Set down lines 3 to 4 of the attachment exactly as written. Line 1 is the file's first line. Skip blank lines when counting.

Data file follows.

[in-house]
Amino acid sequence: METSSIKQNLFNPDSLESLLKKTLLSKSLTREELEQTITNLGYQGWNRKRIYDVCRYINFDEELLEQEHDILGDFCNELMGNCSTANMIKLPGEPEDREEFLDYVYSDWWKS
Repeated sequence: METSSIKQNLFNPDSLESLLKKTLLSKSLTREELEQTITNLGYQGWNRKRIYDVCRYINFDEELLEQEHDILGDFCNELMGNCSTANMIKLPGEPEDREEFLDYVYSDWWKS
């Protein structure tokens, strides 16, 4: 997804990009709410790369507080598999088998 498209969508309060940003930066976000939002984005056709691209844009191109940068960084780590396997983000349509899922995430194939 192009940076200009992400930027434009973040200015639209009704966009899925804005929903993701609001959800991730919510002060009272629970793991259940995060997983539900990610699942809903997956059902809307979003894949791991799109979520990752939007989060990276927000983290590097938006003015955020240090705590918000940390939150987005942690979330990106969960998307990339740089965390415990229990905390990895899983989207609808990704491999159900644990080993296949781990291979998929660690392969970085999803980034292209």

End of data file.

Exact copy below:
Repeated sequence: METSSIKQNLFNPDSLESLLKKTLLSKSLTREELEQTITNLGYQGWNRKRIYDVCRYINFDEELLEQEHDILGDFCNELMGNCSTANMIKLPGEPEDREEFLDYVYSDWWKS
């Protein structure tokens, strides 16, 4: 997804990009709410790369507080598999088998 498209969508309060940003930066976000939002984005056709691209844009191109940068960084780590396997983000349509899922995430194939 192009940076200009992400930027434009973040200015639209009704966009899925804005929903993701609001959800991730919510002060009272629970793991259940995060997983539900990610699942809903997956059902809307979003894949791991799109979520990752939007989060990276927000983290590097938006003015955020240090705590918000940390939150987005942690979330990106969960998307990339740089965390415990229990905390990895899983989207609808990704491999159900644990080993296949781990291979998929660690392969970085999803980034292209």